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A Veterinarian Activist

The Humane Society of the United States

by Julie Hauserman

Growing up on an Oregon farm, Larry Peetz, DVM, trapped and hunted animals and sold their fur. Like many people in his rural community, he was raised to view animals as commodities.

But when he went to school to become a large animal veterinarian, Peetz took a field trip that changed his life. Touring a slaughterhouse, he experienced animal suffering in a way he hadn’t before. 

An Activist is Born

From that day forward, his path was clear: he would dedicate himself to animal protection and welfare.

“As a veterinarian, I thought if I raised my voice and said, ‘This is inhumane and wrong,’ it might get more attention,” Peetz said. “A lot of veterinarians don’t want to get involved because of their perception that it will have an economic impact on their careers.

“My assumption was that people would expect a veterinarian to take the side of a critter and not the side of a pocketbook.”

Honing the Message

Nine years after he graduated from Washington State University veterinary school, Peetz became the first veterinarian to join Greenpeace activists in a 1979 trip to Newfoundland to protest the commercial slaughter of baby Harp seals.

He was arrested, charged with interfering with commerce on the high seas, and jailed for a few weeks.

In the years since, Peetz has used his experience as a veterinarian to speak against animal suffering in the halls of the Oregon Legislature in Salem.

He’s also a member of the leadership council for the newly formed Humane Society Veterinary Medical Association.

The association was created in January 2008 when The Humane Society United States and the Association of Veterinarians for Animal Rights joined forces to address animal welfare policies and offers hands-on care across the globe.

“My message to veterinarians is that it is time for them to get on the right side of the issue,” Peetz said. “We’re at one of those points were we can make a significant difference in moving forward on animal welfare issues.

“These are issues that reflect on us as a people. It has to be a cultural change that’s going to really impact things, and I believe we are at that point now.”

From Barns to the State Capitol

Over the years, Peetz has testified before the Oregon Legislature to protest the cruelty involved in hunting animals in fenced enclosures, hunting cougars with hounds, captive elk farming, animal fighting, and intensive confinement methods at factory farms.

“With his combined passion and veterinary expertise, Dr. Peetz is a powerful voice in his field, and he leads the way in veterinary advocacy for animals,” said Kelly Peterson, Oregon lobbyist for The HSUS.

Peetz has twice campaigned to ban the use of steel-jawed leg-hold traps in Oregon. During the first attempt in 1980, Peetz said his view—that the traps were inhumane and caused unnecessary animal suffering—was at odds with positions held by the American Veterinary Medical Association and most veterinarians at that time.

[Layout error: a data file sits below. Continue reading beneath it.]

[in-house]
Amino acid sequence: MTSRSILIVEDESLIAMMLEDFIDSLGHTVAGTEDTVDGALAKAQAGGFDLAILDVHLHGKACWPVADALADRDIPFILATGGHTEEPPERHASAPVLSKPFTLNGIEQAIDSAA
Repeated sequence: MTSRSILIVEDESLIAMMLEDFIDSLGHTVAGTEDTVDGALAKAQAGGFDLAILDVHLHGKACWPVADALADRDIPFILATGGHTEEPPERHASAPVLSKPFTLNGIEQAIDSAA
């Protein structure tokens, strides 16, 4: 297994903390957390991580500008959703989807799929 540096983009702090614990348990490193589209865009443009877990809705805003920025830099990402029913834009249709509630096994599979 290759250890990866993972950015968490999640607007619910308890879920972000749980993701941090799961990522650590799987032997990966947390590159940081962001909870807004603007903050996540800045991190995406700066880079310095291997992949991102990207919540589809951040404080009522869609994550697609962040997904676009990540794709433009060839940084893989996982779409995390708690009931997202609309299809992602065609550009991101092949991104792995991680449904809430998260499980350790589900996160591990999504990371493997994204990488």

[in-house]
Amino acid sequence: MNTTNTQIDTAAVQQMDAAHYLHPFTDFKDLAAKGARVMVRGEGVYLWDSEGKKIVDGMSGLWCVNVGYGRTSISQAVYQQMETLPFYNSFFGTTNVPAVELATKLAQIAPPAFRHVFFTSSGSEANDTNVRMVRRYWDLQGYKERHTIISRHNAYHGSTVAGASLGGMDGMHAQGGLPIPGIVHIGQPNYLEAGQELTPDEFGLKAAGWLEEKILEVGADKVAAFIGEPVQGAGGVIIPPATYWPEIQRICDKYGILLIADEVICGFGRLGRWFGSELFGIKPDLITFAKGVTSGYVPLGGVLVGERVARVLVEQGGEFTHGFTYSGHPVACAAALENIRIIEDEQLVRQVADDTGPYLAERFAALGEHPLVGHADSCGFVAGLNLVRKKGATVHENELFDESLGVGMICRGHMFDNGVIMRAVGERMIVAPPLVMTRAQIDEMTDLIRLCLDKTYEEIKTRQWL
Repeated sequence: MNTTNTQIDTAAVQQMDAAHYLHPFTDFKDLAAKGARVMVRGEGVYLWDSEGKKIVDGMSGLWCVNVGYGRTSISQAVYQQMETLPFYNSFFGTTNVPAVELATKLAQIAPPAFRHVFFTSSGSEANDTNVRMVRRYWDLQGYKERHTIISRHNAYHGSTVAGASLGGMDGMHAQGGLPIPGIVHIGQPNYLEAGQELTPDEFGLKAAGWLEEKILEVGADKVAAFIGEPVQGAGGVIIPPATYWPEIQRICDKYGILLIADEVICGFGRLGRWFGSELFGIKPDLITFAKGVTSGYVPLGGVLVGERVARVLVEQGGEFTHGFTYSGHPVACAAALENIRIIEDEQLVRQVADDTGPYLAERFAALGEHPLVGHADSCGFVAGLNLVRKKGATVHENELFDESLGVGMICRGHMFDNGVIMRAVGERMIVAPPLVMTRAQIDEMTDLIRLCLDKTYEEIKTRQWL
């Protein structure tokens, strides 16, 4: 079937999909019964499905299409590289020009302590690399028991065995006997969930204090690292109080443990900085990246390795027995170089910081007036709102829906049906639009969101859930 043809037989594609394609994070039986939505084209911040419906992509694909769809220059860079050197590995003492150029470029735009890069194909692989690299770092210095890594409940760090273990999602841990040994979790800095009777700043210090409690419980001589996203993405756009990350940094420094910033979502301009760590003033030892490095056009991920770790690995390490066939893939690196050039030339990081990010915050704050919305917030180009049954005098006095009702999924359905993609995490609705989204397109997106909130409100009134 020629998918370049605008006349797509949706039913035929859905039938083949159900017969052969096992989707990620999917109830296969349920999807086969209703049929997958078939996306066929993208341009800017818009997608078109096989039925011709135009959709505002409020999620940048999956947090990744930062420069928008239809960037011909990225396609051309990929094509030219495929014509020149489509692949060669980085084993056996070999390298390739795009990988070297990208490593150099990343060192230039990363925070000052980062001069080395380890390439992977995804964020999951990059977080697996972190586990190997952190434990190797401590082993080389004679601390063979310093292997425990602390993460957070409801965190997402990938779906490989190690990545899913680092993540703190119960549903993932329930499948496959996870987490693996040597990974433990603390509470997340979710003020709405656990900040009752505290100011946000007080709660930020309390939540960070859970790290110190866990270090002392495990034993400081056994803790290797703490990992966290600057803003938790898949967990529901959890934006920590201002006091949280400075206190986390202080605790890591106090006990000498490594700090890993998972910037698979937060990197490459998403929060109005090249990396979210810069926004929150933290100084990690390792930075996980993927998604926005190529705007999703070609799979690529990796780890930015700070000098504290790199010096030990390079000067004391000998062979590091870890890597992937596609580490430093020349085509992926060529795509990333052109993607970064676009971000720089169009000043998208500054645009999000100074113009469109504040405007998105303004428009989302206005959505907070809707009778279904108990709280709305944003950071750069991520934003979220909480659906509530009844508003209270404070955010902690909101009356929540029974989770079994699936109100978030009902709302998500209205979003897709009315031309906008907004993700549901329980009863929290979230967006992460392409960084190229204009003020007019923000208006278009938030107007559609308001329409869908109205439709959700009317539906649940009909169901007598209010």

He tried again in 2000—traveling around the state to speak on the issue and writing opinion pieces for the Oregon media—without the measure passing.

Up to the Halls of Congress

These days, he’s taking his animal welfare advocacy to the next level: Congress. Earlier this year, he attended the Taking Action for Animals Conference in Washington, DC, where he got the chance to sit down with his Congressional representatives.

“It was one of the best conferences I have ever gone to, and I have gone to a lot of conferences,” he said. “You walk away a changed person.”

Renewed Commitment

Peetz said the conference, presented by The HSUS, inspired him in his fight to get the inhumane leg-hold traps banned once and for all. It also left him newly dedicated to spreading the word about the globalization of factory farming, which has strayed so far from the type of farming he grew up with.

“It is shocking,” he said. “I can’t imagine that, if people actually understood what’s going on in terms of factory farming, that they would be able to continue to support that industry,” he said.
“I live and practice in Oregon’s capital city, so it’s been relatively easy for me to be involved in the state legislative process,” he said.  “But I had not been as involved on the national level. The HSUS’ tutoring on the legislative process made it much easier for me to interact with our Congressional representatives.

“My advice is: get involved, get informed, and make your voice heard. It’s so easy to be involved today, with our easy communications and all the information that’s available on the Internet. The tools are there; it just takes a little effort and a little time. You have access to your representatives and their staff.
“Join an organization that has some leadership and some direction. Understand the issue. In the animal welfare world, we get accused of being emotional, so it is important to know the facts.

“We’re at a point right now where The HSUS is providing leadership. Over 10 million Americans feel, to some degree, the same way on important animal welfare issues. It’s a turning point. I’m in my early sixties, and I feel like I’ve still got a lot to contribute."

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